A scoping study of cultural interventions to treat addictions in Indigenous populations: methods, strategies and insights from a Two-Eyed Seeing approach Rowan et al.

A scoping study of cultural interventions to treat addictions in Indigenous populations: methods, strategies and insights from a Two-Eyed Seeing approach Rowan et al.
Rowan et al. Substance Abuse Treatment, Prevention, and Policy (2015) 10:26 DOI 10.1186/s13011-015-0021-6

Rowan et al. Substance Abuse Treatment, Prevention, and Policy (2015) 10:26 DOI 10.1186/s13011-015-0021-6
METHODOLOGY Open Access
A scoping study of cultural interventions to treat addictions in Indigenous populations: methods, strategies and insights from a Two-Eyed Seeing approach
Margo Rowan1, Nancy Poole2, Beverley Shea3, David Mykota4, Marwa Farag5, Carol Hopkins6, Laura Hall1, Christopher Mushquash7, Barbara Fornssler1 and Colleen Anne Dell1*Abstract
Background: This paper describes the methods, strategies and insights gained from a scoping study using a “Two-Eyed Seeing” approach. An evolving technique, Two-Eyed Seeing respects and integrates the strengths of Indigenous knowledge and Western sciences, often “weaving back and forth” between the two worldviews. The scoping study was used to inform a tool for measuring the impact of culturally based addictions treatment services on wellness in Indigenous populations. It formed part of a three-year study, Honouring Our Strengths: Indigenous Culture as Intervention in Addictions Treatment. The scoping study identified and mapped literature on cultural interventions in addictions treatment, and described the nature, extent and gaps in literature.
Methods: Using a Two-Eyed Seeing approach, we adapted, applied and enhanced a common framework of scoping studies. In the end stage of the scoping review process, an Ad Hoc Review Group, led by our project Elder, reviewed and interpreted Indigenous and Western understandings within the mapped information. Elements of the scoping study were joined with results from community focus groups with staff at treatment centres.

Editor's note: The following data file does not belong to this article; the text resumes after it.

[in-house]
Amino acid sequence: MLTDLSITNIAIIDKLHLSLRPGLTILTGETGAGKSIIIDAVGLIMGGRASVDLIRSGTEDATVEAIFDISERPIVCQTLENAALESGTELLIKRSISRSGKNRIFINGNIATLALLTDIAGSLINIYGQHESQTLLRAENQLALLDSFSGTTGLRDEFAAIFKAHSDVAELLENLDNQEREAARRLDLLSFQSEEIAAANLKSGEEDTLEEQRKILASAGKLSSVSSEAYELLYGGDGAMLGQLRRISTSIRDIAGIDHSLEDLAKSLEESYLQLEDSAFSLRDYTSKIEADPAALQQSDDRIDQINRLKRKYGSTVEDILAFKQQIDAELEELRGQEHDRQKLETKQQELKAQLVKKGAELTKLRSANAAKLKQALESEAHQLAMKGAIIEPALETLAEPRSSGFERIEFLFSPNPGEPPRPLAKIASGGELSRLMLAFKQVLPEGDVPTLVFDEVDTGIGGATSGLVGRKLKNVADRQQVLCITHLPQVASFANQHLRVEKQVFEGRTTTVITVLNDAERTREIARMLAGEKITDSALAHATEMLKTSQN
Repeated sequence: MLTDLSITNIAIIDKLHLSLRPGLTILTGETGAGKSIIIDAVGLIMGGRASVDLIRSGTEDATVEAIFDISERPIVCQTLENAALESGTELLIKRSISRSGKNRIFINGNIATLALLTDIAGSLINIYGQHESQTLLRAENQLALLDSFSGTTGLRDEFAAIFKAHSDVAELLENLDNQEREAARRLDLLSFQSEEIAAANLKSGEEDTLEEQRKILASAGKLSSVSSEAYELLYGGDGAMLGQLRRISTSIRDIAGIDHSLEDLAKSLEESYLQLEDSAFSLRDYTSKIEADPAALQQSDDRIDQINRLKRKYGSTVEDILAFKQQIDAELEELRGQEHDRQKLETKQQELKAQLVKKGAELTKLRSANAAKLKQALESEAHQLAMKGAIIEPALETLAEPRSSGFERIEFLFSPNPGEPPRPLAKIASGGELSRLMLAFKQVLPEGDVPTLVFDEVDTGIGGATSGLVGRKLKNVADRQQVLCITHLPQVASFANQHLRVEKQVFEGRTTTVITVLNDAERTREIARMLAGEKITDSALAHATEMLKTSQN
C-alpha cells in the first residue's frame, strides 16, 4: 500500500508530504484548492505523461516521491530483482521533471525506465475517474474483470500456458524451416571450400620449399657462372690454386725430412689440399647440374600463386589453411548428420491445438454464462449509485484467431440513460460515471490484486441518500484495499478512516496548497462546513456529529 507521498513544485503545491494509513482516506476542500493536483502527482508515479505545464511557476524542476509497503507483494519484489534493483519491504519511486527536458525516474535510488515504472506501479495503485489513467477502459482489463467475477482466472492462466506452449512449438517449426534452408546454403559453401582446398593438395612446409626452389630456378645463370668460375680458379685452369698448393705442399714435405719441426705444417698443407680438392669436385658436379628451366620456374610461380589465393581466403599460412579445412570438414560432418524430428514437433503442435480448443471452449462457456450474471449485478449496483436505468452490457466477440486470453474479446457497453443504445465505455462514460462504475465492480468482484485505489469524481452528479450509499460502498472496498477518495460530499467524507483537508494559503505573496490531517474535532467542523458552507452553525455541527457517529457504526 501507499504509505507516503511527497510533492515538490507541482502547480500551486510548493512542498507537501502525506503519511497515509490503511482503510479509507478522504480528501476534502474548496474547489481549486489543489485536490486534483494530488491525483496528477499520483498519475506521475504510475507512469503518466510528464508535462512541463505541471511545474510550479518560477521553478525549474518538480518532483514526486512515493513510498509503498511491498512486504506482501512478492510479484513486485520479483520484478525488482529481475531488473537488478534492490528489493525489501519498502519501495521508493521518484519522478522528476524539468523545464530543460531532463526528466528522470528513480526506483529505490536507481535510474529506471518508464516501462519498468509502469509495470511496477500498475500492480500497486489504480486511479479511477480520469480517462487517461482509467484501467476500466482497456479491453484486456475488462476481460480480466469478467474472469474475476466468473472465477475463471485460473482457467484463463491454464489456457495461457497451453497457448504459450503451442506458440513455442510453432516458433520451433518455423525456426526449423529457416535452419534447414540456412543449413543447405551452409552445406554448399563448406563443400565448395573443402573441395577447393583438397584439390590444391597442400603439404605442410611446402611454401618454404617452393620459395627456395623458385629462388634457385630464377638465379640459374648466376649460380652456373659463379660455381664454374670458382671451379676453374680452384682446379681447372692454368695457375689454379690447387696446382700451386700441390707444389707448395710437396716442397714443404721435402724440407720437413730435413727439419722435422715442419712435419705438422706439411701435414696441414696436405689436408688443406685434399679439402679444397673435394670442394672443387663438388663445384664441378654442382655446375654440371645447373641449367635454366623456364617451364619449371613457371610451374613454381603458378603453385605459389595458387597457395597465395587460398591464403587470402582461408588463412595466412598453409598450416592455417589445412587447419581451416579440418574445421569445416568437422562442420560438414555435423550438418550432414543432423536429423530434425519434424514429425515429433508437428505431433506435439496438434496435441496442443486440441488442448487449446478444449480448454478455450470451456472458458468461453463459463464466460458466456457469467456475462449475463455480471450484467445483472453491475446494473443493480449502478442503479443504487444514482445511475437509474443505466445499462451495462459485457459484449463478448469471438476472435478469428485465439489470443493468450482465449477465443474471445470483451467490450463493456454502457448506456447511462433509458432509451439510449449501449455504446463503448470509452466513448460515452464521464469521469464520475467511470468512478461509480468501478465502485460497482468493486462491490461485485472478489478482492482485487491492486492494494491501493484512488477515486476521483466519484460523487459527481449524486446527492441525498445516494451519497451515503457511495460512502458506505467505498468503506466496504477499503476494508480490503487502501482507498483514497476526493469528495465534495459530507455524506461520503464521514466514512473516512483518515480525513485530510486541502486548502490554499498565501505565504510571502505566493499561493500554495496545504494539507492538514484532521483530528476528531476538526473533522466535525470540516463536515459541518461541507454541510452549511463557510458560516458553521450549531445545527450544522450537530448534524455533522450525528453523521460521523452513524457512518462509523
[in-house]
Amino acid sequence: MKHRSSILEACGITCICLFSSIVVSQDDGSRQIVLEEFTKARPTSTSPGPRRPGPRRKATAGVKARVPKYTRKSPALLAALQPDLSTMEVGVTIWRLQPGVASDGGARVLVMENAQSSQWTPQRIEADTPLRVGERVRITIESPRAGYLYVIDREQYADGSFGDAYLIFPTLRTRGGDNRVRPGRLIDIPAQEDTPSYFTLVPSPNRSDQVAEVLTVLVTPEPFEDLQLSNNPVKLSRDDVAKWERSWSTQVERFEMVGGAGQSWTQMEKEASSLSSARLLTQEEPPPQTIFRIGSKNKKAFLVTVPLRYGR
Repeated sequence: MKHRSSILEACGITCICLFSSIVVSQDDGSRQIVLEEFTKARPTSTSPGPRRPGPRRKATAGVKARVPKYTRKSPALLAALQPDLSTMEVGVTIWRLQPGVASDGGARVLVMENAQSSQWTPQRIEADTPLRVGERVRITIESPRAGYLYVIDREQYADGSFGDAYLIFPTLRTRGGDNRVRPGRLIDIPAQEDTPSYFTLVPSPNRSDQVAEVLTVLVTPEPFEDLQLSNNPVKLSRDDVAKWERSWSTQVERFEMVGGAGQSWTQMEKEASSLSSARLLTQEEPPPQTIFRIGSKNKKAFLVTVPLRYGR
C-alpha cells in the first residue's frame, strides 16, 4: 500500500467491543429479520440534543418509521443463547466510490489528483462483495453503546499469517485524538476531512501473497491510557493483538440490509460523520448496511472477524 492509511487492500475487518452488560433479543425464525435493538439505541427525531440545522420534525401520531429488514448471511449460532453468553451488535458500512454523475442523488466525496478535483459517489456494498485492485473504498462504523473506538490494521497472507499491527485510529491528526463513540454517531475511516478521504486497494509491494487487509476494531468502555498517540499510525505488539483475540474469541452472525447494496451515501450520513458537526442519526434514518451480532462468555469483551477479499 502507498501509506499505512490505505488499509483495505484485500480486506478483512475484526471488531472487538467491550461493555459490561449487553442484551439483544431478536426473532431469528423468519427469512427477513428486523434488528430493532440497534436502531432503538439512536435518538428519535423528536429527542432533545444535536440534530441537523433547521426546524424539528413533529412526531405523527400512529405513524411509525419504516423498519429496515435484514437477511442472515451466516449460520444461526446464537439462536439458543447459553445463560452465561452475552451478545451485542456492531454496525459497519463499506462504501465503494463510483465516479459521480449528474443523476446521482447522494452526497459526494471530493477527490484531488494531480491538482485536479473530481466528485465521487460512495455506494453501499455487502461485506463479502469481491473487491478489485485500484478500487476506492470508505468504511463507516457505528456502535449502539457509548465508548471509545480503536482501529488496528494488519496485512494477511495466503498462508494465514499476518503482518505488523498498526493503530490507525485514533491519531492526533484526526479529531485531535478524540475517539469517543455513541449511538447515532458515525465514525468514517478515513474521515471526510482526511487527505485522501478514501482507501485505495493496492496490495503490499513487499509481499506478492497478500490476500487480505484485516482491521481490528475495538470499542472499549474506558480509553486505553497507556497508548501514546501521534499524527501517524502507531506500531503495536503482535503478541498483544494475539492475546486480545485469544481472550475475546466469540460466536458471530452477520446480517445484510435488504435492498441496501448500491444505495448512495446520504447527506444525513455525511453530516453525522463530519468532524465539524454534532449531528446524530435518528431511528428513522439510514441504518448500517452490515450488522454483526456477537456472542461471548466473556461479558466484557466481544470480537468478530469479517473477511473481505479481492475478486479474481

Results: Two-Eyed Seeing contributed differently at each stage of the scoping study. In early stages, it clarified team expertise and potential contributions. At the mid-point, it influenced our shift from a systematic to a scoping review. Near the end, it incorporated Western and Indigenous knowledge to interpret and synthesize evidence from multiple sources.
Conclusions: This paper adds to the collective work on augmenting the methodology of scoping studies. Despite the challenges of a Two-Eyed Seeing approach, it enables researchers using scoping studies to develop knowledge that is better able to translate into meaningful findings for Indigenous communities.
Keywords: First Nations, Cultural interventions, Addictions, Indigenous, Treatment interventions, Scoping study, Systematic review, Two-Eyed Seeing
Background This paper describes the methods, strategies and insights gained from bringing a “Two-Eyed Seeing” [1, 2] approach to a scoping study of the literature on Indigenous cultural interventions in addictions treatment. This research is part of a three year study, Honouring Our Strengths: Indigenous
* Correspondence: colleen.dell@usask.ca 1Department of Sociology, University of Saskatchewan, 1109 – 9 Campus Drive, Saskatoon S7N 5A5, SK, Canada Full list of author information is available at the end of the article
© 2015 Rowan et al. This is an Open Access a (http://creativecommons.org/licenses/by/4.0), provided the original work is properly credited creativecommons.org/publicdomain/zero/1.0/
Culture as Intervention in Addiction Treatment, concern- ing the use of cultural interventions to support healing within addictions treatment of Indigenous people. The goal of the overall study was to develop an instrument to measure the impact of culturally based addictions treat- ment services on client wellness. The overall project uses several methods involving individuals with community- based wisdom to ensure that Indigenous ways of knowing are central to the study. The scoping study section was de- signed to identify publications on cultural interventions in
rticle distributed under the terms of the Creative Commons Attribution License which permits unrestricted use, distribution, and reproduction in any medium, . The Creative Commons Public Domain Dedication waiver (http:// ) applies to the data made available in this article, unless otherwise stated.

 
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